Don’t rely on sales information as a reliable source of information for how your business is and could be performing. People counting systems can help you see what your potential sales might be and if there is a theft issue or customer service problem or both that could be hurting sales. Add profit by adding a door counting sensor and a Checkpoint system with Smart Alarm Management.

 

Need information on People Counting Systems? Give us a call at 1.866.914.2567 now.

 

Clothing Bundle Packages Need Clothing Security Tags Too!

Clothing security is important to me. I want to see stores keep merchandise out of the hands of shoplifters and available to customers like myself. It is also important to me as a consumer to be able to look at the merchandise I want to purchase. Retailer owners and managers I have a pet peeve I am going to share with you. Those cute little bundle packs of pajama sets that you like to put the cute little ribbon on are annoying! Ughhh, it is such a pain to try to take the ribbon off so I can see what a set looks like in order to decide if I want to purchase it as a gift. By the time I am done it looks like a bull went through a china shop. I have pajama tops strewn all over the place, bottoms on the floor and forget about the ribbons. Oh, I try to put them back in the proper bundles and my work speaks for itself. You should take a look at my gift wrapping techniques. I have had clerks walk up and tell me not to worry about my mess they would take care of it. What I think they meant was, please don’t shop in my department any more, just go away. The jaw drop is the giveaway for me when they are approaching from across the store. Along with the fact that bundles never go back together the way they were before I touched them there is the issue of clothing security. Usually the pajama top is the item that can be seen when wrapped. The pants are covered up so if the retailer is using Checkpoint tags to protect clothing from theft you are protecting the entire set.

 

 Checkpoint tags offered through Loss Prevention Systems Inc. are used to stop thieves from stealing your merchandise. The tags work in unison with Checkpoint electronic article surveillance (EAS) towers. The clothing security tags send out radio waves that operate on a specific frequency. These waves are picked up by the towers when tagged merchandise is carried into the detection field of the towers. Once a tag is detected the tower blares out a powerful alert that can be heard through a store and many towers have flashing lights that indicate a tag has been detected. Alert employees will answer the alarm and conduct receipt checks and resolve the reason for the alarm.  In most situations these alarms result in the recovery of merchandise or a purchase by the offender. A thief who has been confronted does not want to risk being prosecuted so it is not uncommon for them to say they forgot about the item or they thought the cashier rang it up. A trained employee can avoid creating a disturbance and diffuse a situation by offering an excuse for the “error” and providing an opportunity for a purchase or return of the goods.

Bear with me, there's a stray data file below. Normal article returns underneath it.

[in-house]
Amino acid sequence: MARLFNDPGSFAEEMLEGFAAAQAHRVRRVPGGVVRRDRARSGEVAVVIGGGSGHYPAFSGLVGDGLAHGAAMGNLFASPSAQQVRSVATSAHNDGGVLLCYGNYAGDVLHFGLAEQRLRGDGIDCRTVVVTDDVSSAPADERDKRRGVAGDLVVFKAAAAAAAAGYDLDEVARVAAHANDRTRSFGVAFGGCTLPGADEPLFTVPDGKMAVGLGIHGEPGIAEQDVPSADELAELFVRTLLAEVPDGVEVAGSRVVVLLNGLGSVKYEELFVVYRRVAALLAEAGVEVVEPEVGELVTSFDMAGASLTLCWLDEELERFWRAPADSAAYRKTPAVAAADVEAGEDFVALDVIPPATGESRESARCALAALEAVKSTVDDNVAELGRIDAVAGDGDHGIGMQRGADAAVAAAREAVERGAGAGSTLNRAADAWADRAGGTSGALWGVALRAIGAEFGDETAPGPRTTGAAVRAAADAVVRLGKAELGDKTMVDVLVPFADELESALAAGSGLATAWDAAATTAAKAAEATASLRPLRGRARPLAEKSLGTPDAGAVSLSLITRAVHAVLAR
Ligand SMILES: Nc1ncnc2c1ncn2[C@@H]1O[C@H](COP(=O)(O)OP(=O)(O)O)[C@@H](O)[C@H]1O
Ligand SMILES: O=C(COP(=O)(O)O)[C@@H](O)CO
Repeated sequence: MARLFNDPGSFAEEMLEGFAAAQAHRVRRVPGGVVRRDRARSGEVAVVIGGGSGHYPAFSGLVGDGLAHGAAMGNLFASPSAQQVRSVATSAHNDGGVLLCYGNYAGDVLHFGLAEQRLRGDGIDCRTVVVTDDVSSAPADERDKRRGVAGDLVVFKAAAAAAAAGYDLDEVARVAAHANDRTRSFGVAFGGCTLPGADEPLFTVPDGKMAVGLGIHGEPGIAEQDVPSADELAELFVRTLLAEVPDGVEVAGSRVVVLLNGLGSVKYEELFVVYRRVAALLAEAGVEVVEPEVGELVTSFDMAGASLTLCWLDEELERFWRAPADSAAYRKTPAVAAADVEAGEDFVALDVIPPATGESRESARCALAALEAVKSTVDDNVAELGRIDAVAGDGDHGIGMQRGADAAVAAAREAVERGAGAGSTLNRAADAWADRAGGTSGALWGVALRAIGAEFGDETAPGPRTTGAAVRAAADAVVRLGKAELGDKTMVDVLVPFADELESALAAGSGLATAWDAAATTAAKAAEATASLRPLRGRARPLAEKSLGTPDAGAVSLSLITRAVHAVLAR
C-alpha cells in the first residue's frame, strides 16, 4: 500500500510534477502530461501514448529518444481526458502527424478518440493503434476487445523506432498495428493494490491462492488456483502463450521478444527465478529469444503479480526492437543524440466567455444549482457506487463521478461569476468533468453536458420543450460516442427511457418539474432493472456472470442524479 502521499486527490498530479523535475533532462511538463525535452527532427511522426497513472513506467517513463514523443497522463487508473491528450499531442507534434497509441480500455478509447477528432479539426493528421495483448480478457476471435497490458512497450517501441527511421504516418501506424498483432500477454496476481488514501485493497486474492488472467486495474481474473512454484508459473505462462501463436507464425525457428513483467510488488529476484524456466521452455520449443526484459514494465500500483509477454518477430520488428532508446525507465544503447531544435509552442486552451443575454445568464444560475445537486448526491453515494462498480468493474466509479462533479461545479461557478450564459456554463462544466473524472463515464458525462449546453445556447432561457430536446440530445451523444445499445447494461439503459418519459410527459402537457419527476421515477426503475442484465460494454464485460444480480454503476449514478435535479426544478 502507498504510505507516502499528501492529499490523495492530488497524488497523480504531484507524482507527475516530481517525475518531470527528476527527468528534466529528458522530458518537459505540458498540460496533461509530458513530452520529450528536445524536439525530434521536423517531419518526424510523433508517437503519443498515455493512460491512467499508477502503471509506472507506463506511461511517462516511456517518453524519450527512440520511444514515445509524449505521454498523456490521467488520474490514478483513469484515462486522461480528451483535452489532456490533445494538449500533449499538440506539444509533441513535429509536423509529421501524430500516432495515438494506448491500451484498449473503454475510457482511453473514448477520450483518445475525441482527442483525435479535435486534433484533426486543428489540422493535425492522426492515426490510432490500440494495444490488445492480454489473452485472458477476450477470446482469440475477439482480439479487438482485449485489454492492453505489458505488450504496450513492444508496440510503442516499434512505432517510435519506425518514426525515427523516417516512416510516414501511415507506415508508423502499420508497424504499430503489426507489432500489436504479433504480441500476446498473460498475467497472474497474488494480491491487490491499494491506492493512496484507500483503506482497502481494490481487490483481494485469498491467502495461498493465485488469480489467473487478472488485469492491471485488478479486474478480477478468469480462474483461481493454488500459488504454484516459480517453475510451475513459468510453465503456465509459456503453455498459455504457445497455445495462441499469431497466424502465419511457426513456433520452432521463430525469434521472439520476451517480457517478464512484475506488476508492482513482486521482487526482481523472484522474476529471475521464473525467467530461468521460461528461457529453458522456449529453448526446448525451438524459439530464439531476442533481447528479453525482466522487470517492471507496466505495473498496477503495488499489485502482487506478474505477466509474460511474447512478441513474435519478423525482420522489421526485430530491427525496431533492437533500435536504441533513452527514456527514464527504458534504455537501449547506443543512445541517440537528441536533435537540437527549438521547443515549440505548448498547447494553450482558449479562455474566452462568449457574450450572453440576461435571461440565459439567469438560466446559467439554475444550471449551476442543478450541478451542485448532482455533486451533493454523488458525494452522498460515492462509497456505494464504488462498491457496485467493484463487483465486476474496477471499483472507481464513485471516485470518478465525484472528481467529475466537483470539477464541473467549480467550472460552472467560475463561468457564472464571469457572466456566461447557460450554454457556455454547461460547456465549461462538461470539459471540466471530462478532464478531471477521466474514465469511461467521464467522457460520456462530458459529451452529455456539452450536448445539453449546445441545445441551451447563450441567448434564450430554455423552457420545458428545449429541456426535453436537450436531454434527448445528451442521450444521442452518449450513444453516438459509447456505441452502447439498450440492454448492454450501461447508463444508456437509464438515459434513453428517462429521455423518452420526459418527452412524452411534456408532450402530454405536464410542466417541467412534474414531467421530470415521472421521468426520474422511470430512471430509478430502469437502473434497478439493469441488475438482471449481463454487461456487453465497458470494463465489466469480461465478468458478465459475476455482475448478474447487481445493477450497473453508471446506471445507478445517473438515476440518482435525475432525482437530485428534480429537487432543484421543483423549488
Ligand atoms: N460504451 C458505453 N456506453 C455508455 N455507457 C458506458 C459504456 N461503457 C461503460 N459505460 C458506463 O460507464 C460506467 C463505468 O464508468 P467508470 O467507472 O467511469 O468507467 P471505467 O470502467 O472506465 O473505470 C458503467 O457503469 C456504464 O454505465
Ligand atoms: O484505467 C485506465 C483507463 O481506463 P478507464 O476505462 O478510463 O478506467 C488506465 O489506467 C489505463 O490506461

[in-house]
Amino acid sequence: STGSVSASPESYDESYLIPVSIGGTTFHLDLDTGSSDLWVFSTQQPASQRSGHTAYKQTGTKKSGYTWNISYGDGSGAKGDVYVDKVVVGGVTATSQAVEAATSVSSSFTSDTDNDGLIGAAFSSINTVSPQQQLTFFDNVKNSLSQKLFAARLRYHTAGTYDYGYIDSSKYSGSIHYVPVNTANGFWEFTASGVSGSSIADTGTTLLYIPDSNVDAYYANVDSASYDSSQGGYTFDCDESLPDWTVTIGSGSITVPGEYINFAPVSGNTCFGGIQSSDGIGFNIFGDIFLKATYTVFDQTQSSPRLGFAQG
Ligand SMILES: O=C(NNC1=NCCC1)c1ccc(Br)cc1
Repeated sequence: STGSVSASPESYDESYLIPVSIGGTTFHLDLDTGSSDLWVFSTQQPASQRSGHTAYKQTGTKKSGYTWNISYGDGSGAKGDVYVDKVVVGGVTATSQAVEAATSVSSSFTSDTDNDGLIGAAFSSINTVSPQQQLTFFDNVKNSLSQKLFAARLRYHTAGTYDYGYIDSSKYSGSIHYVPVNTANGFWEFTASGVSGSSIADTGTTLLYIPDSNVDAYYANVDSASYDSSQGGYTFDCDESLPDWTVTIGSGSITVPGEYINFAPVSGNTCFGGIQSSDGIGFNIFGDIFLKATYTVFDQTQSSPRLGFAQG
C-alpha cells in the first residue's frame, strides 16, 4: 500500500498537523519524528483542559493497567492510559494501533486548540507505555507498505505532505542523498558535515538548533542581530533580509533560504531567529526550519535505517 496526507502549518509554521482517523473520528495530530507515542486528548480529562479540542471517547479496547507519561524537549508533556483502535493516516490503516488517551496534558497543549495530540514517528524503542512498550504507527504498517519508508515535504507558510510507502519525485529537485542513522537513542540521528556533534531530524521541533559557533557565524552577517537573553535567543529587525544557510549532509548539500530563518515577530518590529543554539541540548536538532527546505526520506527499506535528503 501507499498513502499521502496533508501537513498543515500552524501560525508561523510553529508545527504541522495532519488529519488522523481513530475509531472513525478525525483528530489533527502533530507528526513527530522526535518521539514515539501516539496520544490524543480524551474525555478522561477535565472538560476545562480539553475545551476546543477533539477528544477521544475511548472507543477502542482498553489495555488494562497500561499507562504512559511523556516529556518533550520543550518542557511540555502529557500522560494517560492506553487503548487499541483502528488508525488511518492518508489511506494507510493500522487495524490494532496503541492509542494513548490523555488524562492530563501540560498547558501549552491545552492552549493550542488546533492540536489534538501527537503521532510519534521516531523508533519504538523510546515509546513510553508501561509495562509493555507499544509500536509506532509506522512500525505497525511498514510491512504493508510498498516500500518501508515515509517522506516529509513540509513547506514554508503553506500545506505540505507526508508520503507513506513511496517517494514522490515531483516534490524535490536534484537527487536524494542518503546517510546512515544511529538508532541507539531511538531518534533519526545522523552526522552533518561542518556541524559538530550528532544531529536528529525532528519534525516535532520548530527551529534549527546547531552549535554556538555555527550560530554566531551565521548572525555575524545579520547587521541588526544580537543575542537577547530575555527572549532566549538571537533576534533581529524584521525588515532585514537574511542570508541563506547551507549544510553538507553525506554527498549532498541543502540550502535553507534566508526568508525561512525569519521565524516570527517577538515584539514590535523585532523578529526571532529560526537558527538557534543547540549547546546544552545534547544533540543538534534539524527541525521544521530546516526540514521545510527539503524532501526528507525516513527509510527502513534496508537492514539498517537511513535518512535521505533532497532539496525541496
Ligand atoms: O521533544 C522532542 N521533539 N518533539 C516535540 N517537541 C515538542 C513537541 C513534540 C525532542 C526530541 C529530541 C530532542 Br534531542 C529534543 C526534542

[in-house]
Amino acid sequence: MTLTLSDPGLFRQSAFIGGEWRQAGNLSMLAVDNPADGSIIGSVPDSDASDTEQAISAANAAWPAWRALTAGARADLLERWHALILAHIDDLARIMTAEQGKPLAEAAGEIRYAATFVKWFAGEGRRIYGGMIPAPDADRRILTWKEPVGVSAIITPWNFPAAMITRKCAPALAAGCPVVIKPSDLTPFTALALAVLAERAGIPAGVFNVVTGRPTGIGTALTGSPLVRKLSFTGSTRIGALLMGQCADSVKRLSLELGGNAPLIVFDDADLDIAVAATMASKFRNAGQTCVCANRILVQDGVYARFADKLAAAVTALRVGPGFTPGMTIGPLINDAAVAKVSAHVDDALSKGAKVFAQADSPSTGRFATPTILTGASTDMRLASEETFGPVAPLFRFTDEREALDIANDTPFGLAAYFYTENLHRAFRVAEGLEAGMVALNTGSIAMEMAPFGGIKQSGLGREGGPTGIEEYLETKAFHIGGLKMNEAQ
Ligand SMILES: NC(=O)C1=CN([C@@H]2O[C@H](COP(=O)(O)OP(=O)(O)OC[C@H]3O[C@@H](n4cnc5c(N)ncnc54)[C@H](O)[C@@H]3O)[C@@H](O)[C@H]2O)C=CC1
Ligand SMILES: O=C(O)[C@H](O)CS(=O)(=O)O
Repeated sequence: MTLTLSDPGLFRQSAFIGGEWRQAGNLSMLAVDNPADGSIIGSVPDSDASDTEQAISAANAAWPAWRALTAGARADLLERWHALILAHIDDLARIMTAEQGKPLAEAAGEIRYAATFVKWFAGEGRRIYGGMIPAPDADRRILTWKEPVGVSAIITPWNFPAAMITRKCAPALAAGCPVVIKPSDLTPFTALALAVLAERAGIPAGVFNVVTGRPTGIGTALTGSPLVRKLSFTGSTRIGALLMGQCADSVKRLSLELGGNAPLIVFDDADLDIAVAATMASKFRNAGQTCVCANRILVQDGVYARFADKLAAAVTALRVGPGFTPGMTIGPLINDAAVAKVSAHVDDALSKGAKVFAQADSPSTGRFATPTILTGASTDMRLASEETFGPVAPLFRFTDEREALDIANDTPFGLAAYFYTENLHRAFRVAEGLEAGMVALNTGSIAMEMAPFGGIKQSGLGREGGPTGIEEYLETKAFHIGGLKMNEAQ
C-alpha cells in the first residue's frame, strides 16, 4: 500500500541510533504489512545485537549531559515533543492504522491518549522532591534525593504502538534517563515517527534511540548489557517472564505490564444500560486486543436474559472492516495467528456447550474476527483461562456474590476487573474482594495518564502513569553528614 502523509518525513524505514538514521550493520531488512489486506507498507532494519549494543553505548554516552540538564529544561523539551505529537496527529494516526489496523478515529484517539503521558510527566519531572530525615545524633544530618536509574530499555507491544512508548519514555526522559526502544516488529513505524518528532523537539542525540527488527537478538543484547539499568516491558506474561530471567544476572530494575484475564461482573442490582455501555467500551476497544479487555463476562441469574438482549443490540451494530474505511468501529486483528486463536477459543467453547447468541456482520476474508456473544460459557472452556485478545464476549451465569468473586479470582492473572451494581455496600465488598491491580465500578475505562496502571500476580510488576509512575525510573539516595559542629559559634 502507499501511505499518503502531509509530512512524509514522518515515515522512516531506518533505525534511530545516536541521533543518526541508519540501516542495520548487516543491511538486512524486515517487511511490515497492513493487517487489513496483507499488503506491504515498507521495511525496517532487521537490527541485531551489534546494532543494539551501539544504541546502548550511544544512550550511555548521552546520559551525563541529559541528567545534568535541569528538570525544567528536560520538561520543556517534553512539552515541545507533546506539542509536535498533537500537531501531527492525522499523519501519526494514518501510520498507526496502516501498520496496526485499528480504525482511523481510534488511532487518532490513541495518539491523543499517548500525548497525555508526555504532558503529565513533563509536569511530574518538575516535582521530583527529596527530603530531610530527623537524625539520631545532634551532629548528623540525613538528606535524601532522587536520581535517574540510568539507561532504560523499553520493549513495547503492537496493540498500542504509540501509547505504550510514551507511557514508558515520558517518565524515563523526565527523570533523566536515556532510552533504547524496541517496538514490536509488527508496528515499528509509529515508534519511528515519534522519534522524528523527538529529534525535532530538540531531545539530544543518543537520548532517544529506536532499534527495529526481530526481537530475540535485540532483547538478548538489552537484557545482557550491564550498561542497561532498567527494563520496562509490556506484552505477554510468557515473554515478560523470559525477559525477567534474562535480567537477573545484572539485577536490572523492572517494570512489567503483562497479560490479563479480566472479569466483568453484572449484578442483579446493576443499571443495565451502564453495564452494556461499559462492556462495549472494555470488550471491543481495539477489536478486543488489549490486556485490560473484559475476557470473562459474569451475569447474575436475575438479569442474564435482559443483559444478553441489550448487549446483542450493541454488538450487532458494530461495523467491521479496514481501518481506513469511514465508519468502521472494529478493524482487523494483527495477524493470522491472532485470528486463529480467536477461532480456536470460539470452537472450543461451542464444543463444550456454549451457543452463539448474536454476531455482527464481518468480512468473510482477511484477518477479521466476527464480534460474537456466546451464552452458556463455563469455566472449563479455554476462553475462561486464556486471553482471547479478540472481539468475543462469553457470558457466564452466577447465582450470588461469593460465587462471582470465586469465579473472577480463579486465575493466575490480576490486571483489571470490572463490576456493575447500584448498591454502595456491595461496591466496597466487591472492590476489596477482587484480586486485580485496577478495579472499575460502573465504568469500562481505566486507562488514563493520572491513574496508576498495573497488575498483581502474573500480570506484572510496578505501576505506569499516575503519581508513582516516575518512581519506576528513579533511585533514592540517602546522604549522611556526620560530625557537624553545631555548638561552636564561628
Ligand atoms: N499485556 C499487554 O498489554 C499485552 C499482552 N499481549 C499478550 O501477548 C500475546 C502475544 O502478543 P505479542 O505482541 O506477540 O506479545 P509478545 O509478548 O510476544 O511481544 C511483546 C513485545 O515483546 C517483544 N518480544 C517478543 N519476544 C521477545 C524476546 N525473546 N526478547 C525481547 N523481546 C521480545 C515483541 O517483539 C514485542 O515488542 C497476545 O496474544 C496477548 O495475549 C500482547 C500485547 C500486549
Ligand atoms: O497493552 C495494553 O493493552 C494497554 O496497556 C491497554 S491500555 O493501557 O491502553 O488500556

I realize some readers are concerned about what it might cost to continually purchase Checkpoint tags for all of the new merchandise that comes into the store. Think about those pajama bundles and how they seem to come in for different seasonal events especially Christmas and Valentine’s Day. And gosh, if I have to worry about increased sales because merchandise is available to purchase won’t I have to buy even more clothing security tags? The tags are reusable. When a garment is brought to the register the tag is removed by the cashier and placed in a bin so they can be put on new freight when it arrives. A special detachment tool is required to take tags off of merchandise. Unless a tool were to fall into the hands of a criminal there is little chance a tag can be forced off of a garment without causing damage to the product. Checkpoint tags can be used over and over and over again greatly reducing the need for replacements.

 

 Bundle your pajama sets together to drive sales and profits. Remember two things, first protect all of the pieces against shoplifting with Checkpoint tags. Second, don’t get mad at folks like me who unbundle your pretty packages and can’t seem to get them back together again correctly!

 

For more information about Checkpoint tags contact us or call 1.866.914.2567